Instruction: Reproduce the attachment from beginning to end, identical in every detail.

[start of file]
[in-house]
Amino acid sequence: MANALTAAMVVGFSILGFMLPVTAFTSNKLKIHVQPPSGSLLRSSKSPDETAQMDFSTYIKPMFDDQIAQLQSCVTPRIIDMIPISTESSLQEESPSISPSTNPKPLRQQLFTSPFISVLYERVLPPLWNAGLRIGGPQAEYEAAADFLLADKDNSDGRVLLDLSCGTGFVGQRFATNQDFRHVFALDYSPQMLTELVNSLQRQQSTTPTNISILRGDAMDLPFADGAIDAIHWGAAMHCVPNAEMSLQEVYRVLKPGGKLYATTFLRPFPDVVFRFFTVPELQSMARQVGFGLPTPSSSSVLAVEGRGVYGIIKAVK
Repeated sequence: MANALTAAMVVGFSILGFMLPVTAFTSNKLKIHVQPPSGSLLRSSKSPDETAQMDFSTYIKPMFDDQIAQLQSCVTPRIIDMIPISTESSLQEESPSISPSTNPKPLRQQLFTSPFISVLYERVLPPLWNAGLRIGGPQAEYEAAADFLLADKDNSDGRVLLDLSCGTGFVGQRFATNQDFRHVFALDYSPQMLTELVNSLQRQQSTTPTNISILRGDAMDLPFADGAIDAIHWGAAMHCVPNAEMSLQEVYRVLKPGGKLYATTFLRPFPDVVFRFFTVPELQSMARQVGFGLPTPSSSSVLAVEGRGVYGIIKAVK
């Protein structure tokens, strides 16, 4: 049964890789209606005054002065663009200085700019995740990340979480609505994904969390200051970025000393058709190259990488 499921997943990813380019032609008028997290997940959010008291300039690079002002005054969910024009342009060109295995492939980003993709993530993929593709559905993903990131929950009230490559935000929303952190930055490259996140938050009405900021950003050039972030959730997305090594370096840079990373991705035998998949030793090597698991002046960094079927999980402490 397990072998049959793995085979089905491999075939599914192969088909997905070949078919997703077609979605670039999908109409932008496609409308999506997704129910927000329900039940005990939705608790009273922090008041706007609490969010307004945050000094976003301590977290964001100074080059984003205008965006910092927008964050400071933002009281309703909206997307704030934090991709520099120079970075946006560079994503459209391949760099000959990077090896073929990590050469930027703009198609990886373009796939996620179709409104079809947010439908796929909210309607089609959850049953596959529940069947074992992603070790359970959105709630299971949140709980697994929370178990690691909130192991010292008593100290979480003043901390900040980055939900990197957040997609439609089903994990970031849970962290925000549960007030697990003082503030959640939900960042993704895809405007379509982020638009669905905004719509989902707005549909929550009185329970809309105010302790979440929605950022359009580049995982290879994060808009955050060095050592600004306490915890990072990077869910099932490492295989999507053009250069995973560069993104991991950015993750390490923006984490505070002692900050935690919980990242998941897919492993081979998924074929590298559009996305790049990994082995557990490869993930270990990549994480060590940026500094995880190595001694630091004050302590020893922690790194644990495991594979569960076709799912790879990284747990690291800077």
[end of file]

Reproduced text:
[in-house]
Amino acid sequence: MANALTAAMVVGFSILGFMLPVTAFTSNKLKIHVQPPSGSLLRSSKSPDETAQMDFSTYIKPMFDDQIAQLQSCVTPRIIDMIPISTESSLQEESPSISPSTNPKPLRQQLFTSPFISVLYERVLPPLWNAGLRIGGPQAEYEAAADFLLADKDNSDGRVLLDLSCGTGFVGQRFATNQDFRHVFALDYSPQMLTELVNSLQRQQSTTPTNISILRGDAMDLPFADGAIDAIHWGAAMHCVPNAEMSLQEVYRVLKPGGKLYATTFLRPFPDVVFRFFTVPELQSMARQVGFGLPTPSSSSVLAVEGRGVYGIIKAVK
Repeated sequence: MANALTAAMVVGFSILGFMLPVTAFTSNKLKIHVQPPSGSLLRSSKSPDETAQMDFSTYIKPMFDDQIAQLQSCVTPRIIDMIPISTESSLQEESPSISPSTNPKPLRQQLFTSPFISVLYERVLPPLWNAGLRIGGPQAEYEAAADFLLADKDNSDGRVLLDLSCGTGFVGQRFATNQDFRHVFALDYSPQMLTELVNSLQRQQSTTPTNISILRGDAMDLPFADGAIDAIHWGAAMHCVPNAEMSLQEVYRVLKPGGKLYATTFLRPFPDVVFRFFTVPELQSMARQVGFGLPTPSSSSVLAVEGRGVYGIIKAVK
């Protein structure tokens, strides 16, 4: 049964890789209606005054002065663009200085700019995740990340979480609505994904969390200051970025000393058709190259990488 499921997943990813380019032609008028997290997940959010008291300039690079002002005054969910024009342009060109295995492939980003993709993530993929593709559905993903990131929950009230490559935000929303952190930055490259996140938050009405900021950003050039972030959730997305090594370096840079990373991705035998998949030793090597698991002046960094079927999980402490 397990072998049959793995085979089905491999075939599914192969088909997905070949078919997703077609979605670039999908109409932008496609409308999506997704129910927000329900039940005990939705608790009273922090008041706007609490969010307004945050000094976003301590977290964001100074080059984003205008965006910092927008964050400071933002009281309703909206997307704030934090991709520099120079970075946006560079994503459209391949760099000959990077090896073929990590050469930027703009198609990886373009796939996620179709409104079809947010439908796929909210309607089609959850049953596959529940069947074992992603070790359970959105709630299971949140709980697994929370178990690691909130192991010292008593100290979480003043901390900040980055939900990197957040997609439609089903994990970031849970962290925000549960007030697990003082503030959640939900960042993704895809405007379509982020638009669905905004719509989902707005549909929550009185329970809309105010302790979440929605950022359009580049995982290879994060808009955050060095050592600004306490915890990072990077869910099932490492295989999507053009250069995973560069993104991991950015993750390490923006984490505070002692900050935690919980990242998941897919492993081979998924074929590298559009996305790049990994082995557990490869993930270990990549994480060590940026500094995880190595001694630091004050302590020893922690790194644990495991594979569960076709799912790879990284747990690291800077």